• 1

    About You

  • 2

    Your Lifestyle

  • 3

    Your Numbers

  • 4

    Your Risk

Tell us a bit about yourself.

Let's get started with the basics. This information is required to complete your assessment.

Gender

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Tell us a bit about yourself.

Just a few more basics. This information is required to complete your assessment.

Do you smoke cigarettes?

Answer "yes" if you've smoked cigarettes in the past month.

Have you ever had a heart attack?

Answer "yes" if your doctor has told you that you've had a heart attack. A heart attack is sometimes called a myocardial infarction, or MI.

Do you have a family history of heart attack?

Answer "yes" if any of your first degree relatives (parent, full blooded brother or sister, or child) had a heart attack before age 55.

Have you ever had a stroke?

Answer "yes" if your doctor has told you that you've had a stroke.

Do you have diabetes?

Answer "yes" if you have type 1 or 2 diabetes mellitus.

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How are you caring for your heart?

This information is optional, but will give you a more accurate picture of your risk of heart attack or stroke.

Are you on an aspirin regimen?

Answer "yes" if you take either full strength or low dose aspirin at least three days per week.

Do you take medication to lower your cholesterol?

If you are unsure, then answer "no".

Do you take medication for high blood pressure?

If you are unsure, then answer "no".

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How are you caring for your heart?

This information is also optional…

Moderate
Moderate physical activities are ones that cause a slight increase in heart rate or breathing, such as raking leaves, mowing the lawn, or heavy cleaning.

Vigorous
Vigorous physical activities are ones that cause heavy sweating or a large increase in breathing or heart rate for at least 10 minutes at a time. Some examples are running, lap swimming, aerobics classes, or fast bicycling.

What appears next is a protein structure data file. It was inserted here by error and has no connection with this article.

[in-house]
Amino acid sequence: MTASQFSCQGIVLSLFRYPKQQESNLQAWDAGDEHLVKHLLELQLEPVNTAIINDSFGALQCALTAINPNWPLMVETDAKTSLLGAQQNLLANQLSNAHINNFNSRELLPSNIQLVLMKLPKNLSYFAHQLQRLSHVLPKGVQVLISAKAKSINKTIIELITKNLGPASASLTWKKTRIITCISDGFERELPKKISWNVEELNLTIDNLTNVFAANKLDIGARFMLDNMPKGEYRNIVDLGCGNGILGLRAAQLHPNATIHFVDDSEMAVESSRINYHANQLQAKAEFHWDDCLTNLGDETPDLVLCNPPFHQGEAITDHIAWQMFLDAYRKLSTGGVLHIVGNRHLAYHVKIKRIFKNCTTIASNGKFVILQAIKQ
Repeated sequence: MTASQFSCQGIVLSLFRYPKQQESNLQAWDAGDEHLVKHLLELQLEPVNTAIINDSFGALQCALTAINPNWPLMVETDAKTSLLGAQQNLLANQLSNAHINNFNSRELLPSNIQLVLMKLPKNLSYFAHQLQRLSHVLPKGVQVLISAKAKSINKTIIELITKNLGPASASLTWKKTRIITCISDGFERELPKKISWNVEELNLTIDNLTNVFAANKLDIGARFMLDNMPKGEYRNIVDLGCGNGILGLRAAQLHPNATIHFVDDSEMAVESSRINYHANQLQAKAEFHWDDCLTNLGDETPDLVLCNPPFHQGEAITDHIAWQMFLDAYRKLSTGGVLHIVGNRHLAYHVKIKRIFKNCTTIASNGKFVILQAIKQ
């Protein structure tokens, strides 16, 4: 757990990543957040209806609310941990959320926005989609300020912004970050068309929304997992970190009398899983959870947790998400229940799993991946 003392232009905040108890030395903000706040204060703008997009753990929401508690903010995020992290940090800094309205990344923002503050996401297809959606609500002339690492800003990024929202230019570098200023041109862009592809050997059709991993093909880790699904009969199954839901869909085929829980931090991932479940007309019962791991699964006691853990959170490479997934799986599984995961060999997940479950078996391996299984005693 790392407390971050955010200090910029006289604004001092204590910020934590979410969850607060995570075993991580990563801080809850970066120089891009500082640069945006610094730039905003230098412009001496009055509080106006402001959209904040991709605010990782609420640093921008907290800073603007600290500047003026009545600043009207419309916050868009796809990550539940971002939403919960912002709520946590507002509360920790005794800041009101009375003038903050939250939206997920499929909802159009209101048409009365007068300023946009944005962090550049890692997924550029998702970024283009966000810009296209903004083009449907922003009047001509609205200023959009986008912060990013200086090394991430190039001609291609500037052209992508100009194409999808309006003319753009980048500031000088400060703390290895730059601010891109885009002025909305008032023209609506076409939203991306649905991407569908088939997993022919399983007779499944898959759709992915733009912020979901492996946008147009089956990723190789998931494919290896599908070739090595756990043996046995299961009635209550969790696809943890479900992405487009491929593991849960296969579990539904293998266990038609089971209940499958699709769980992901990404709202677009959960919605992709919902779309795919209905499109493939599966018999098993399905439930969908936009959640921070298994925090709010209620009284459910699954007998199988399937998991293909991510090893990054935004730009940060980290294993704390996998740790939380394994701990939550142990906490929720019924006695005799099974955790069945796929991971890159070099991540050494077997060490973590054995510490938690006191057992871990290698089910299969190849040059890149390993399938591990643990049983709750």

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You must enter a number between 0–60.

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Let's talk numbers.

Although this data is not required, these numbers are very important if you want the most accurate estimate possible.

Blood Pressure (mm/Hg)

Systolic
The first number in your blood pressure reading is your systolic blood pressure.

Diastolic
The second number in your blood pressure reading is your diastolic blood pressure.

Cholesterol (mg/DL)

Total
Total cholesterol is defined as the sum of HDL, LDL, and VLDL.

HDL
The "good" cholesterol. High HDL levels reduce the risk for heart disease, but low levels increase the risk.

LDL
The "bad" cholesterol. Elevated LDL levels are associated with an increased risk of heart disease.

HbA1c (mg/DL)

An HbA1c test gives you a picture of your average blood sugar control for the past 2 to 3 months and provides you with a better idea of how well your diabetes treatment plan is working.

Error on the form

You must enter a number between 80-220.

Error on the form

You must enter a number between 40–130.

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You must enter a number between 70–500.

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You must enter a number between 20-130.

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You must enter a number between 40-400.

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Total Cholesterol must be equal to or more than HDL & LDL.

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You must enter a number between 2-16.

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Your risk of a heart attack or stroke in the next five years:

%

A heart event is described as a myocardial infarction (MI) or stroke.

Color key

Even though your risk is low, there are ways to decrease it even more. Check the boxes below to see how.

This tool does not replace the advice of a medical professional. Use this information in discussion with your healthcare provider.

Quit smoking.

Lose 5% of your body weight.

Add 3 hours of moderate exercise each week.

Moderate
Moderate physical activities are ones that cause a slight increase in heart rate or breathing, such as raking leaves, mowing the lawn, or heavy cleaning. Always talk to your doctor before beginning an exercise regimen.

Add 3 hours of vigorous exercise each week.

Vigorous
Vigorous physical activities are ones that cause heavy sweating or a large increase in breathing or heart rate for at least 10 minutes at a time. Some examples are running, lap swimming, aerobics classes, or fast bicycling. Always talk to your doctor before beginning an exercise regimen.

Always consult your doctor before you begin a weight loss program or exercise routine.

Personalize your Action Plan

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Let's make a plan that works for you.

Tell us what's standing in your way, and we'll arm you with personalized resources to overcome your obstacles. Or if you prefer, you can go straight to your action plan.

Select the barriers that apply to you.

What's holding you back from exercising?

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What's keeping you from eating healthy?

What's preventing you from quitting smoking?

What's causing you stress?

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Thank you for completing your Risk Assessment.

Your additional entry has been submitted to the Extra Day Sweepstakes.

This tool does not replace the advice of a medical professional. Use this information in discussion with your healthcare provider.